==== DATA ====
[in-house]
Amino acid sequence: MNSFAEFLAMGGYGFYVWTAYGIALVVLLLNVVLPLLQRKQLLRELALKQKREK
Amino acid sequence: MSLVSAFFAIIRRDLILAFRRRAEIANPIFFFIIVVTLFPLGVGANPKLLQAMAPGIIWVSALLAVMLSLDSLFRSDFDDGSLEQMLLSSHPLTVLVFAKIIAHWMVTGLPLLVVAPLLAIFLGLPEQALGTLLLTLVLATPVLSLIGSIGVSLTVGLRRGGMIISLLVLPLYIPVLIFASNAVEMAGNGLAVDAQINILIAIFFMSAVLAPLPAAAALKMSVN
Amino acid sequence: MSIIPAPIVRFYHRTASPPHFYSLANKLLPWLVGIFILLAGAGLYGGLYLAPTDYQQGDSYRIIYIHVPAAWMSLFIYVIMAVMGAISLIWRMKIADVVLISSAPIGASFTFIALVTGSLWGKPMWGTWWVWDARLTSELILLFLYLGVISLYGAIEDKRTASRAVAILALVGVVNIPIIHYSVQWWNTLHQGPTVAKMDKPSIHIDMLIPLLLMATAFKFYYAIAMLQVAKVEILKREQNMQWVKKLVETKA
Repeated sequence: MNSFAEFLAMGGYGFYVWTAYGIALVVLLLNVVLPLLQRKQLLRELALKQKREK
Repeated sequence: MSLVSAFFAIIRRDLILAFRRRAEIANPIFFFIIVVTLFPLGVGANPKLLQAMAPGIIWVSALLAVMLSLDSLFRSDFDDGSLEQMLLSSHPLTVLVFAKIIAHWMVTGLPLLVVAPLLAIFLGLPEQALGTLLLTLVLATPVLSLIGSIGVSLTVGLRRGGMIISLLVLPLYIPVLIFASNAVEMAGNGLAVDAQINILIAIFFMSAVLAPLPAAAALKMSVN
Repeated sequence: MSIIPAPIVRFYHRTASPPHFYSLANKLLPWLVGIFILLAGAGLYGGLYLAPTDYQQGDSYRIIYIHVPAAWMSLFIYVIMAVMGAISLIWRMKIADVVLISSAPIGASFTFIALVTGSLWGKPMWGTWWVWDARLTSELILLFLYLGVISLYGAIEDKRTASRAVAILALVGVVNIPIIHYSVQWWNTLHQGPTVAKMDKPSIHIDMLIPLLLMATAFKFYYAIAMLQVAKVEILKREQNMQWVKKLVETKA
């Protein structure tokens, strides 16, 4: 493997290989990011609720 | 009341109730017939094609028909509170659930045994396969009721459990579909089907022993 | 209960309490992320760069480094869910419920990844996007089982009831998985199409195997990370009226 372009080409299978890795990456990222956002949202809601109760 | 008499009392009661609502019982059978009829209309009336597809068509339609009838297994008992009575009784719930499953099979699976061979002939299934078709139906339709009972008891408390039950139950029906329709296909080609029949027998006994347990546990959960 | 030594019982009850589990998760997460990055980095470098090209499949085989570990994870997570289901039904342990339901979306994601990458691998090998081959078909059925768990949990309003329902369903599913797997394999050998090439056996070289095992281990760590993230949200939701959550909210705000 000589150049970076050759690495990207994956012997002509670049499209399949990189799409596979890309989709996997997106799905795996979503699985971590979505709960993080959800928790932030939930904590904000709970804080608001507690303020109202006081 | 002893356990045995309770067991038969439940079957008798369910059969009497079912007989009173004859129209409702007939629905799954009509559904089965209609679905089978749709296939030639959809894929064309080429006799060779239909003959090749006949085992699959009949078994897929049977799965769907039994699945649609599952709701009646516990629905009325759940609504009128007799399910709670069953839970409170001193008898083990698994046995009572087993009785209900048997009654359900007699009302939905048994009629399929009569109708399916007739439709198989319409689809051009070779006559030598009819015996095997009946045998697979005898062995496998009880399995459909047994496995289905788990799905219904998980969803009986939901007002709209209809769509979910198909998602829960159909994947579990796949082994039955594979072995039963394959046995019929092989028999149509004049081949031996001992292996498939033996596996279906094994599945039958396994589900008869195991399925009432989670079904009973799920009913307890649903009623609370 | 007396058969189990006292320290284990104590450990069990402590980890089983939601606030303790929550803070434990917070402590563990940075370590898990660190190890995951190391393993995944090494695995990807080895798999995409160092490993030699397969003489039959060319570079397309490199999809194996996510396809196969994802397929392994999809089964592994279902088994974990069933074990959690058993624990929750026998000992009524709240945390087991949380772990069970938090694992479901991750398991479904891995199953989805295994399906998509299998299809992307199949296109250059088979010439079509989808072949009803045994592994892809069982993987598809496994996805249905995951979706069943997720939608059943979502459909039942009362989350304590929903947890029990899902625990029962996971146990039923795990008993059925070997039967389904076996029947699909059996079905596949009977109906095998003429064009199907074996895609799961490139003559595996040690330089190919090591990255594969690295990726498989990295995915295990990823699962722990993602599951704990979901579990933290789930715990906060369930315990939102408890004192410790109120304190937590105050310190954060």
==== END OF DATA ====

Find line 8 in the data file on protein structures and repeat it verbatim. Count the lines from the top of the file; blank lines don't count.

């Protein structure tokens, strides 16, 4: 493997290989990011609720 | 009341109730017939094609028909509170659930045994396969009721459990579909089907022993 | 209960309490992320760069480094869910419920990844996007089982009831998985199409195997990370009226 372009080409299978890795990456990222956002949202809601109760 | 008499009392009661609502019982059978009829209309009336597809068509339609009838297994008992009575009784719930499953099979699976061979002939299934078709139906339709009972008891408390039950139950029906329709296909080609029949027998006994347990546990959960 | 030594019982009850589990998760997460990055980095470098090209499949085989570990994870997570289901039904342990339901979306994601990458691998090998081959078909059925768990949990309003329902369903599913797997394999050998090439056996070289095992281990760590993230949200939701959550909210705000 000589150049970076050759690495990207994956012997002509670049499209399949990189799409596979890309989709996997997106799905795996979503699985971590979505709960993080959800928790932030939930904590904000709970804080608001507690303020109202006081 | 002893356990045995309770067991038969439940079957008798369910059969009497079912007989009173004859129209409702007939629905799954009509559904089965209609679905089978749709296939030639959809894929064309080429006799060779239909003959090749006949085992699959009949078994897929049977799965769907039994699945649609599952709701009646516990629905009325759940609504009128007799399910709670069953839970409170001193008898083990698994046995009572087993009785209900048997009654359900007699009302939905048994009629399929009569109708399916007739439709198989319409689809051009070779006559030598009819015996095997009946045998697979005898062995496998009880399995459909047994496995289905788990799905219904998980969803009986939901007002709209209809769509979910198909998602829960159909994947579990796949082994039955594979072995039963394959046995019929092989028999149509004049081949031996001992292996498939033996596996279906094994599945039958396994589900008869195991399925009432989670079904009973799920009913307890649903009623609370 | 007396058969189990006292320290284990104590450990069990402590980890089983939601606030303790929550803070434990917070402590563990940075370590898990660190190890995951190391393993995944090494695995990807080895798999995409160092490993030699397969003489039959060319570079397309490199999809194996996510396809196969994802397929392994999809089964592994279902088994974990069933074990959690058993624990929750026998000992009524709240945390087991949380772990069970938090694992479901991750398991479904891995199953989805295994399906998509299998299809992307199949296109250059088979010439079509989808072949009803045994592994892809069982993987598809496994996805249905995951979706069943997720939608059943979502459909039942009362989350304590929903947890029990899902625990029962996971146990039923795990008993059925070997039967389904076996029947699909059996079905596949009977109906095998003429064009199907074996895609799961490139003559595996040690330089190919090591990255594969690295990726498989990295995915295990990823699962722990993602599951704990979901579990933290789930715990906060369930315990939102408890004192410790109120304190937590105050310190954060």